GlobalFest is known for celebrating the diversity and multiculturalism of Calgary. However, its most notable aspect could be attributed to its firework display at the end of each night. 

“People know about GlobalFest because of the fireworks and oftentimes the very first time they come, that’s the only thing that they come for,” said Ken Goosen, Cheif Operating Officer (COO) at GlobalFest. 

GlobalFest is a five day festival that has been happening in Calgary since 2001. However, the groundwork for the festival began in 1993, as The Calgary Fireworks Festival Society searched for the right location to suit their dreams. 

It was important to the society to ensure that they found a space that offered a viewing area for a large crowd, fit their safety regulations and most of all, could house a large-scale firework display. After eight years of searching, the society came across Elliston Park and the rest is history. Now in 2023, GlobalFest has just completed its 22nd season and is only looking forward to more. 

“We actually have tentatively planned out our fireworks and nations, or at least the themes for the nations for 2024, 2025 and 2026 at this point,” said Goosen.

Goosen said that typically, the team of facilitators for GlobalFest will spend at least 18 months planning for the five night festival each year. Not only does a lot of pre-planning go into the festival alone, but also into the finale firework display that is put on by the GlobalFest team themselves. 

“We’re asking people if you believe strongly in this, whatever it is, to not just passively talk about it, not to just sort of let it go, but actually get involved, get your hands dirty, take a step forward.”

Ken Goosen, Cheif Operating Officer GlobalFest.

Kelly Guille, President at Archangel Fireworks Inc., is the firework director for GlobalFest and usually spends a month before the festival working out a theme and other aspects of the show with Goosen. Goosen said that so much time goes into planning the firework show because they always want to make sure they are conveying a strong message that will impact their audience. 

“Having everybody during the fireworks escape from their reality, whatever that reality is, whatever is hitting hard, they have 24 minutes of just being able to escape and letting the artistry and the music and everything that’s being presented in the sky just transport them somewhere else,” said Goosen. “To see a smile on their face, to me that’s invaluable.”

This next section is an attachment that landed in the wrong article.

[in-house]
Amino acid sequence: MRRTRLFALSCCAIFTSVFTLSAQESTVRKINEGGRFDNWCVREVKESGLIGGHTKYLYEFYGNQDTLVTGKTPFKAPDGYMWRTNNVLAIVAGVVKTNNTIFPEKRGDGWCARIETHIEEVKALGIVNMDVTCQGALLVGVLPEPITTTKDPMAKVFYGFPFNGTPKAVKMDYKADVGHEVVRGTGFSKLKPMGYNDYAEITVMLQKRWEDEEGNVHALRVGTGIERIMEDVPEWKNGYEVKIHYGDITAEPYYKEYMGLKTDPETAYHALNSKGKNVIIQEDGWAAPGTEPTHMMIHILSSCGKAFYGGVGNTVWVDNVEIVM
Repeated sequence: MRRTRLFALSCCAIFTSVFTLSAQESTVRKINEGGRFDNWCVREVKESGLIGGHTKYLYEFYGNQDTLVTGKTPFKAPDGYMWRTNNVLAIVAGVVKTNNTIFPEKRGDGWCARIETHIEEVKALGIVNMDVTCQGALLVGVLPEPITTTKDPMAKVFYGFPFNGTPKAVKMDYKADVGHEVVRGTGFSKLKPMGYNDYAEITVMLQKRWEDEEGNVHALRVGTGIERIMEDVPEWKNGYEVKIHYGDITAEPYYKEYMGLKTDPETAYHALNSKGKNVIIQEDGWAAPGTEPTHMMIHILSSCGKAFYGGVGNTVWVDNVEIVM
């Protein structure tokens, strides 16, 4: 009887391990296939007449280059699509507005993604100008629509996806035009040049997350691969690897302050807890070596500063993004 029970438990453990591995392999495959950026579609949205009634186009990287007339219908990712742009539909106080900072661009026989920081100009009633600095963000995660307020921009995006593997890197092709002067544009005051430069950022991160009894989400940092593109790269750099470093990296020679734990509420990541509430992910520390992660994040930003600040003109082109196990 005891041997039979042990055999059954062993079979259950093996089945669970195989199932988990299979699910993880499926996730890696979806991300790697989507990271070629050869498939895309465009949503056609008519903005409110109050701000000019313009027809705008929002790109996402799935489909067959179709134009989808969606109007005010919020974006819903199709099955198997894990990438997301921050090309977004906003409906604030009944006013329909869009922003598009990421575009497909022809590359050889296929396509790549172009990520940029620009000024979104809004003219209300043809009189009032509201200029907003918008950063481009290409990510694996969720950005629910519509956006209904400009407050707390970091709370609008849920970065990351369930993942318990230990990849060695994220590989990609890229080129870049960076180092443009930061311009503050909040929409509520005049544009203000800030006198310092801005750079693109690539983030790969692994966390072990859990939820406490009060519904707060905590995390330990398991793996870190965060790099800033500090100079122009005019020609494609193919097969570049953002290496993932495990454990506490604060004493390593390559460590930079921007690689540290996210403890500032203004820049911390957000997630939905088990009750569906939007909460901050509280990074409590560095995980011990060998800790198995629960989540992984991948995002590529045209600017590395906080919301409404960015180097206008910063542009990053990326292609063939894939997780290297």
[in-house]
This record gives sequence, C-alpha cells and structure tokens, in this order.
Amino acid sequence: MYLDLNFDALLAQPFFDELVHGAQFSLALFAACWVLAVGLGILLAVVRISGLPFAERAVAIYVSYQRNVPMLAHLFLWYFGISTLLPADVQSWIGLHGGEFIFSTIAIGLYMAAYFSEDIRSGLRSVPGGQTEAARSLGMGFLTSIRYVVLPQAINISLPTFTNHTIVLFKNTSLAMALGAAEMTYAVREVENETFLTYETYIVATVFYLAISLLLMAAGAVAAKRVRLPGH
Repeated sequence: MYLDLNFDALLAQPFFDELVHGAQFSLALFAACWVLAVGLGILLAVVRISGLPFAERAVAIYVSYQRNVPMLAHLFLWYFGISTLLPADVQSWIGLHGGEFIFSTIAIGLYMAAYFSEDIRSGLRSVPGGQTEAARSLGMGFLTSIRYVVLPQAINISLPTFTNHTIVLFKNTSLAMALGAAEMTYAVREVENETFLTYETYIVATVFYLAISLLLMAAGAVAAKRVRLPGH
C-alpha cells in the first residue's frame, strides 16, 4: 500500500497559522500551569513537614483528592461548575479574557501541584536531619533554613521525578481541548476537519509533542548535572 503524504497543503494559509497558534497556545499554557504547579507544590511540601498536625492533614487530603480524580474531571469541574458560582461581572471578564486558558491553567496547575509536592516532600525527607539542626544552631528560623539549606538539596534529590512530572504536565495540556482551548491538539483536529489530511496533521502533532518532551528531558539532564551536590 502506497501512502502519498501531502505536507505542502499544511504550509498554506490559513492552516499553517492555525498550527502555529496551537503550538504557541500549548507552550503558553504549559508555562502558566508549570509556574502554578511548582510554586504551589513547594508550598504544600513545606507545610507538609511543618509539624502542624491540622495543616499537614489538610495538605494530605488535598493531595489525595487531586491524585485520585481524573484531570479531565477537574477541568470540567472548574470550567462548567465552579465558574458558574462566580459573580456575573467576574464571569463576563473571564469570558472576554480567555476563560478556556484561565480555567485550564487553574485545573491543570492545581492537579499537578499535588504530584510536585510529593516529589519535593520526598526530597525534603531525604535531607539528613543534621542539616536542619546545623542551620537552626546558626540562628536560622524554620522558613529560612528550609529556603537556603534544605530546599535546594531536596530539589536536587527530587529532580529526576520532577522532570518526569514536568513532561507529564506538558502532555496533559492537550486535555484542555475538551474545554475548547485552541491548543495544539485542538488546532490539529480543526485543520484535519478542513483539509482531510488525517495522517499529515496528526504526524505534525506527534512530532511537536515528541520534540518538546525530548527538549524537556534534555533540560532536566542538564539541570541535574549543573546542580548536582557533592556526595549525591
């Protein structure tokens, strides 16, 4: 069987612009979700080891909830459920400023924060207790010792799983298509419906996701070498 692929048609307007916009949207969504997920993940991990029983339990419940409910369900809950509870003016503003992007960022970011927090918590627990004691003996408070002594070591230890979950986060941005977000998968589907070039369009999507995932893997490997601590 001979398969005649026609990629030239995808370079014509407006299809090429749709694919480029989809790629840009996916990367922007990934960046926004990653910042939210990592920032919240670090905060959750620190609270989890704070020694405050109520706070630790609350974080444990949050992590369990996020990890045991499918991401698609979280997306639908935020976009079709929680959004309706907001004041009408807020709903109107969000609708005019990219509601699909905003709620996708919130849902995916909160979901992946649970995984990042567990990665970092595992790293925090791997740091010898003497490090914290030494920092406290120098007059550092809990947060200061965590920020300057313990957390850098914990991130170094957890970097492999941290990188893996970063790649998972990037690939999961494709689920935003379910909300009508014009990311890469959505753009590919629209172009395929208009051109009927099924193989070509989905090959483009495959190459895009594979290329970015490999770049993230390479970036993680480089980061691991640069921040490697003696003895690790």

This year’s finale firework show was called ACTION. The hope for the GlobalFest team was to convey a message that inspired individuals and communities to not just sit back and let life pass them by but to take power into their own hands and be the difference they want to see in the world. 

The show description said that so many people just sit on the couch and yell at the TV, hoping for change but in reality, talk is only talk. The call to action encouraged people to get off the couch and yell at the problems they see instead of whispering to a sympathetic ear. 

Through songs like “Angels By The Wings” by Sia, “Change” by Carrie Underwood, “Iridescent” by Lincoln Park and five others, GlobalFest hoped to guide audiences through the call to action, self-reflection, external encouragement and the will to make a change. 

“We’re asking people if you believe strongly in this, whatever it is, to not just passively talk about it, not to just sort of let it go, but actually get involved, get your hands dirty, take a step forward,” said Goosen. 

Fireworks are not the only important thing at GlobalFest 

While the fireworks are a vital component of GlobalFest, there are also many other elements that make it impactful to the showcasing and celebration of Calgary’s ethnocultural diversity. 

Each year, GlobalFest has a citizenship ceremony. Since 2009, over 1100 people have become Canadian citizens at GlobalFest. Goosen said that the ceremony is considered the signature event to him. 

“We’re one community, we are one city, one country and we’ve all come from somewhere else. The only ownership of the land… is our Indigenous brothers and sisters,” said Goosen. “We’ve all had to make this home and for us for GlobalFest, it’s really important that our audiences experienced that and understand and appreciate that fact because it is so important.”

Goosen said that the better we understand who our neighbours are, the stronger and more resilient we are as a community which is why it is so important to welcome new citizens to Canada at GlobalFest. 

“It just makes for a whole better life for everybody if we just take some time to get to know who our neighbour is, and not see them as a stranger, as different, but as our neighbour as a fellow citizen within the city,” said Goosen.

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Isabella West is a fourth-year Journalism student at MRU. She completed her work term over the summer of 2023 at LiveWire Calgary in partnership with the Calgary Journal.